TALK to any group of producers and filmmakers and they will tell you of wonderful, small films that were loved by film festival audiences but shelved by distributors or marketed badly upon their release.
In fact, the great percentage of UK films never even see the light of a projector.
Having received wonderful responses from festival audiences and having won the BAFTA Scotland Audience award in 2005, I was determined this would not happen to our film, Night People.
It’s risky backing a film with new talent: distributors get leery about spending marketing money on untested talent, and I don’t blame them. We’ve all seen how, even with big names and huge marketing campaigns, films often fail to find an audience for more than their opening weekend.
Having lived with Night People through a year of festival and competition screenings, we had a very clear understanding of who our audience is and where the film will play well. So, we decided, rather than hand the film, and any potential earnings, over to a small distributor, we would take control and distribute in the UK ourselves.
The main incentive to self-distribute in the UK has been the development and installation of digital technology. Night People is one of the first UK features to fully exploit the digital filmmaking process. Shot on high definition (HD) video, finished to HD Cam, and then screened from a hard drive, the pictures and sound quality are stunning and have been praised by audiences and critics.
With high-quality digital projectors being installed in cinemas throughout the UK, this does away with the cost of producing and transporting bulky, 35mm prints.
The costs of distributing a film like Night People have plummeted over the last two years.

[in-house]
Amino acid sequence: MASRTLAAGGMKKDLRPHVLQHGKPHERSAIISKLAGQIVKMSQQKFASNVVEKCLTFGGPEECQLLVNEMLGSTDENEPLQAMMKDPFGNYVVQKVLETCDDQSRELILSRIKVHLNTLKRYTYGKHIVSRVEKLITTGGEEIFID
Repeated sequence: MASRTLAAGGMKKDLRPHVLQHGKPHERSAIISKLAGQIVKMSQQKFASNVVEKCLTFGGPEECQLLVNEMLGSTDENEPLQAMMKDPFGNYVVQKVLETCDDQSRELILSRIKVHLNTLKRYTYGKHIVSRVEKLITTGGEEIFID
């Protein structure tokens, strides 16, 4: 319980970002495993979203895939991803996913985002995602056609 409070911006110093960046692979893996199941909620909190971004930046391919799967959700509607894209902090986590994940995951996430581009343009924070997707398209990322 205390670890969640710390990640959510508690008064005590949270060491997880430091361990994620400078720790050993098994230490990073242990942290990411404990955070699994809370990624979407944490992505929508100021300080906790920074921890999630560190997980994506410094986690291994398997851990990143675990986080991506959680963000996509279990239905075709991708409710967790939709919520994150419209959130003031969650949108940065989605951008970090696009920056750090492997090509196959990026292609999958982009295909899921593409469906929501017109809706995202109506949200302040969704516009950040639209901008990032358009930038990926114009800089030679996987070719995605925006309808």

Consequently, we could see no reason not to approach cinemas directly and use the film and digital prints we already had from the festival circuit.
A cinema release is essentially a marketing tool. In many ways, Night People would do us just as much good with or without a cinema release.
We’ve already developed significant relationships with the financiers of our next films, based on them watching the DVD of Night People. These are highly experienced people who have made bigger budget films and have first-look deals with the likes of Miramax.
They think Night People is great but what really gets their attention is when we say we’re in charge
of distribution with two bookings already secured. People with real experience know that this is a triumph.
Many, many films are released to one or two screens and then either moved around or more prints are struck if the audiences are good. It’s a bit like managing a new band. You go out on the road, pick venues carefully, play some key dates and then release the CD – only, in our case, it’ll be a DVD.
Now, if this model is good enough for the music industry, why can’t it work for movies, especially low budget movies? When you don’t spend millions making and marketing the film, you don’t have to make billions to be in profit.
So far, it’s been a fantastic learning experience and everything has gone to plan. With support from stv’s press office, we’ve had plenty of coverage and good reviews.
Night People opened this weekend in Edinburgh Cineworld at Fountain Park and Glasgow’s GFT, with a wider release planned after Christmas.
For more info see http://www.meadkerr.com
Clare Kerr, producer, Mead Kerr.